About the Author
Henry S. Lodge, MD, FACP, listed variously as “One of the Best Doctors in New York/America/the World,” headed a twenty-doctor practice in Manhattan and was the Robert Burch Family Professor of Medicine at Columbia University Medical Center.
Read an Excerpt
Why another exercise book, and why this book specifically? Because your life should be better. Much better. And recent science has revolutionized our understanding of how exercise can reshape your body, your brain, and your life. We explained the why and the how of exercise in our previous Younger Next Year books, and Chris’s book, Thinner This Year.
Chris Crowley is my patient, dear friend, and partner in writing these books. More important, he is the living, breathing, exuberant voice of vibrant aging in America. Chris is out there living all of our dreams, and his whole purpose in life is to pull you into the dream with him.
In this book, we take the best information from Younger Next Year and the innovative exercise programs from Thinner This Year to give you a road map to your best life. And what a life it can be!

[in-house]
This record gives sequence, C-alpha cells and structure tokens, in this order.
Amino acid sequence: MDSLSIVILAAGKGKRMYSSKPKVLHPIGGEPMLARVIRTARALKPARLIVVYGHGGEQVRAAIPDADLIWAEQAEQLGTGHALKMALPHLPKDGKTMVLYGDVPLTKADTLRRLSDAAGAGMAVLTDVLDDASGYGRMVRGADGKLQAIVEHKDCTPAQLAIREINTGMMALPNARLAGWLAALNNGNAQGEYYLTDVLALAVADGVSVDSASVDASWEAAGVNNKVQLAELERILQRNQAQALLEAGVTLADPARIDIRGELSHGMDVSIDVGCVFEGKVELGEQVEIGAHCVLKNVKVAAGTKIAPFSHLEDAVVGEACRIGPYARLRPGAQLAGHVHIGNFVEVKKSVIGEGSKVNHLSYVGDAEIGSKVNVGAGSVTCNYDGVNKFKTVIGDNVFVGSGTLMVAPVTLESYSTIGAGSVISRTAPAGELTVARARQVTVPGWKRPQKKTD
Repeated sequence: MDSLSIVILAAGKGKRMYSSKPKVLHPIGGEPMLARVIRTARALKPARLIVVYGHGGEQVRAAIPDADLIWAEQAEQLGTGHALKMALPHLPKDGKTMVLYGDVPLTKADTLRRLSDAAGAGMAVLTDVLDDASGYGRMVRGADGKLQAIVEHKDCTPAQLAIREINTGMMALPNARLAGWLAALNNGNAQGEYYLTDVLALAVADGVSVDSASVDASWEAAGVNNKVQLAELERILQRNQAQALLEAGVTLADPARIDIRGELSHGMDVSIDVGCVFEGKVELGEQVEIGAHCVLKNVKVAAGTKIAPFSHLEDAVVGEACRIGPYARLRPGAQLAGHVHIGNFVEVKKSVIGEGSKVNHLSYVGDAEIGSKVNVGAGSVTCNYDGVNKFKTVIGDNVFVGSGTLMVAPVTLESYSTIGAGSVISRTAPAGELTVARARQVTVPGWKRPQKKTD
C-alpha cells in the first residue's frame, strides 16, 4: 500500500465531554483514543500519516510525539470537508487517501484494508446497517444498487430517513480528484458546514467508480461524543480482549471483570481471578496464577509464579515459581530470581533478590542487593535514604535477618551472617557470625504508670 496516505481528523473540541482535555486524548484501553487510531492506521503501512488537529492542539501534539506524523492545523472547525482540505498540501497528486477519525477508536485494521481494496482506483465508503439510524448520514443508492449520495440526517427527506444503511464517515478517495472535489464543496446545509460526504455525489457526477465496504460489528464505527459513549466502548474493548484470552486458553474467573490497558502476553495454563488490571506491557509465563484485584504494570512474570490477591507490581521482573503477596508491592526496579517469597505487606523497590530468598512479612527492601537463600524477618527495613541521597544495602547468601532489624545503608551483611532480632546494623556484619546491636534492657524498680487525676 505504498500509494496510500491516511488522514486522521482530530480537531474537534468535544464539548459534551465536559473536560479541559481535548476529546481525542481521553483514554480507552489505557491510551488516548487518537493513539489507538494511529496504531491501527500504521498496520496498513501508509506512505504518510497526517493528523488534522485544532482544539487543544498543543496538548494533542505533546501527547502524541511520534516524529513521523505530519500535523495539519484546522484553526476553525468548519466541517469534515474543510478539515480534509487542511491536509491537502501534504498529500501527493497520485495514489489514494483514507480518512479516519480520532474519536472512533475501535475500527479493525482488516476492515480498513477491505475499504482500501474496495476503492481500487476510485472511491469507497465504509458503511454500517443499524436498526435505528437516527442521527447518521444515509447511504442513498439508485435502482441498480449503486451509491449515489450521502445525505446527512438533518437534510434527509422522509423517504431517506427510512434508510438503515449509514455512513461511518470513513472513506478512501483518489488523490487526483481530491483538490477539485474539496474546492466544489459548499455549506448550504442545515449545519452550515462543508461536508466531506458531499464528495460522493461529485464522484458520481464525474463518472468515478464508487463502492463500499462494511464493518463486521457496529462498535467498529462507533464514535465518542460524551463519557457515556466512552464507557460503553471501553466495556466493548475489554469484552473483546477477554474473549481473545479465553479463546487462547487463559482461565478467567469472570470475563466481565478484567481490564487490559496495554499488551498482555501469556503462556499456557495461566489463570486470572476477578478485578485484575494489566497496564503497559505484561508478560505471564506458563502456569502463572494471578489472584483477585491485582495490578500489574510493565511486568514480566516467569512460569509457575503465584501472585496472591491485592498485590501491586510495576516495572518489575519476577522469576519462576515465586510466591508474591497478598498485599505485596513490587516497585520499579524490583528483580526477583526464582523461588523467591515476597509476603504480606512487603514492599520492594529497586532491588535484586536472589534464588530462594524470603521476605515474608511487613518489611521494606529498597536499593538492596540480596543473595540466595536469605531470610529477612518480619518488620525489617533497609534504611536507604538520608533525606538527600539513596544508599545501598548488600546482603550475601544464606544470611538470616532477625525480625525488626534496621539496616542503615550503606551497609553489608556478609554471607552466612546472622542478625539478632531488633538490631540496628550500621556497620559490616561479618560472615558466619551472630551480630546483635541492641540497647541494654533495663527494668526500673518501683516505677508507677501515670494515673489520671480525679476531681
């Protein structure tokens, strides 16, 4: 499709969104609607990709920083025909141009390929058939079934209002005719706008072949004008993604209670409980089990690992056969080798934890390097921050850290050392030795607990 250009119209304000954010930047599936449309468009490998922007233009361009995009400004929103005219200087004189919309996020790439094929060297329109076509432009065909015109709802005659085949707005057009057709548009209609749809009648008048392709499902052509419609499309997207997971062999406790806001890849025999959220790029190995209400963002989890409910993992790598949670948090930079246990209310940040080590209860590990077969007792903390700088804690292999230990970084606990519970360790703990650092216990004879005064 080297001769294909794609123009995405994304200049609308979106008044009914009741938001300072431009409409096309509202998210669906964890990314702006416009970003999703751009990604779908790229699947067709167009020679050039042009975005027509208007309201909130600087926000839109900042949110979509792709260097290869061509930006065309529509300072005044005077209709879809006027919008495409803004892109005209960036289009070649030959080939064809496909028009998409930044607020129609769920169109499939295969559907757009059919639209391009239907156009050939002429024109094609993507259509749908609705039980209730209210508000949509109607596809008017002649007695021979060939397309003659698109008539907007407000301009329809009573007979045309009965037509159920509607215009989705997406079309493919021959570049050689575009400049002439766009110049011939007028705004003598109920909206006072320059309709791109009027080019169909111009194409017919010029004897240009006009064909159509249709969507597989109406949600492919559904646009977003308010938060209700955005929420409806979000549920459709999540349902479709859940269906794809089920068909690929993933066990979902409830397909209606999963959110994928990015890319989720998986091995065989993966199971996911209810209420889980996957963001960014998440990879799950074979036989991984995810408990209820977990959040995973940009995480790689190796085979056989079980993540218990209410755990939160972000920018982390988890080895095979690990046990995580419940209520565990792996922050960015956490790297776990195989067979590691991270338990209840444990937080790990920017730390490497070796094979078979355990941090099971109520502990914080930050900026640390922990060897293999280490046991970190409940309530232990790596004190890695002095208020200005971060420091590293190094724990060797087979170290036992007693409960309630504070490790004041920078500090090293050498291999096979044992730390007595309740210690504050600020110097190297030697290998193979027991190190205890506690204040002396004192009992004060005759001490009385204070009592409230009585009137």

In the decade since we wrote the Younger books, new scientific research has only underscored our fundamental message about exercise. A serious exercise program will keep you healthier, more engaged, and living younger for the rest of your life. Physical fitness reverses most of the inflammation of modern life—heart disease, stroke, diabetes, most of arthritis—all of the things that we associate with normal American aging. You become a much better version of yourself, at any age, and you become functionally younger. Not by months, or years, but by decades. A seventy-year-old man or woman who follows our program will have the aerobic capacity of a healthy forty-five-year-old. You really can live twenty-five years younger than your driver’s license says almost all the way through your life.